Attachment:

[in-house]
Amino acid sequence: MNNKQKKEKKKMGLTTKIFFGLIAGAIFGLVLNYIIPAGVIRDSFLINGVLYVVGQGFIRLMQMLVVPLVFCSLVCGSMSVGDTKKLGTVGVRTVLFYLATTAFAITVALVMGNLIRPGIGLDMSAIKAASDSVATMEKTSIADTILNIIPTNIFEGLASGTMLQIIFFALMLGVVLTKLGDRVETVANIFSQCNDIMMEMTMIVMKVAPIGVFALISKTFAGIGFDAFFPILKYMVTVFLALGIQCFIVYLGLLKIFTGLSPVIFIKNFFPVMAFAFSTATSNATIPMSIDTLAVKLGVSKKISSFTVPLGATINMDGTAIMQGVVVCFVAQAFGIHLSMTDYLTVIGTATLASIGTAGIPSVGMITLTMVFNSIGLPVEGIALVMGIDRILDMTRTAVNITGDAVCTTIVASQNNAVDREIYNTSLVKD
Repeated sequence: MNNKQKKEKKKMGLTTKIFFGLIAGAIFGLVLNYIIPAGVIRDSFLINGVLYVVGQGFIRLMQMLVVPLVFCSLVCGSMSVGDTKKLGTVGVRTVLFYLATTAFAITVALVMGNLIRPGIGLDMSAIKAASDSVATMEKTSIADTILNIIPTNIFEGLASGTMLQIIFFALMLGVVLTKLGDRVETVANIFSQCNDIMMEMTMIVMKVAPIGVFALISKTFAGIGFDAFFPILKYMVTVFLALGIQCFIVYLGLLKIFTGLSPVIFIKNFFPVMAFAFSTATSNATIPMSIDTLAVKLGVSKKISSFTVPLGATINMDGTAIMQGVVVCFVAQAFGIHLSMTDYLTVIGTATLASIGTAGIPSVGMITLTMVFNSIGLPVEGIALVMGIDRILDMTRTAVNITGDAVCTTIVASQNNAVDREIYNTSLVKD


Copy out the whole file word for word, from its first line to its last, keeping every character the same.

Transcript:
[in-house]
Amino acid sequence: MNNKQKKEKKKMGLTTKIFFGLIAGAIFGLVLNYIIPAGVIRDSFLINGVLYVVGQGFIRLMQMLVVPLVFCSLVCGSMSVGDTKKLGTVGVRTVLFYLATTAFAITVALVMGNLIRPGIGLDMSAIKAASDSVATMEKTSIADTILNIIPTNIFEGLASGTMLQIIFFALMLGVVLTKLGDRVETVANIFSQCNDIMMEMTMIVMKVAPIGVFALISKTFAGIGFDAFFPILKYMVTVFLALGIQCFIVYLGLLKIFTGLSPVIFIKNFFPVMAFAFSTATSNATIPMSIDTLAVKLGVSKKISSFTVPLGATINMDGTAIMQGVVVCFVAQAFGIHLSMTDYLTVIGTATLASIGTAGIPSVGMITLTMVFNSIGLPVEGIALVMGIDRILDMTRTAVNITGDAVCTTIVASQNNAVDREIYNTSLVKD
Repeated sequence: MNNKQKKEKKKMGLTTKIFFGLIAGAIFGLVLNYIIPAGVIRDSFLINGVLYVVGQGFIRLMQMLVVPLVFCSLVCGSMSVGDTKKLGTVGVRTVLFYLATTAFAITVALVMGNLIRPGIGLDMSAIKAASDSVATMEKTSIADTILNIIPTNIFEGLASGTMLQIIFFALMLGVVLTKLGDRVETVANIFSQCNDIMMEMTMIVMKVAPIGVFALISKTFAGIGFDAFFPILKYMVTVFLALGIQCFIVYLGLLKIFTGLSPVIFIKNFFPVMAFAFSTATSNATIPMSIDTLAVKLGVSKKISSFTVPLGATINMDGTAIMQGVVVCFVAQAFGIHLSMTDYLTVIGTATLASIGTAGIPSVGMITLTMVFNSIGLPVEGIALVMGIDRILDMTRTAVNITGDAVCTTIVASQNNAVDREIYNTSLVKD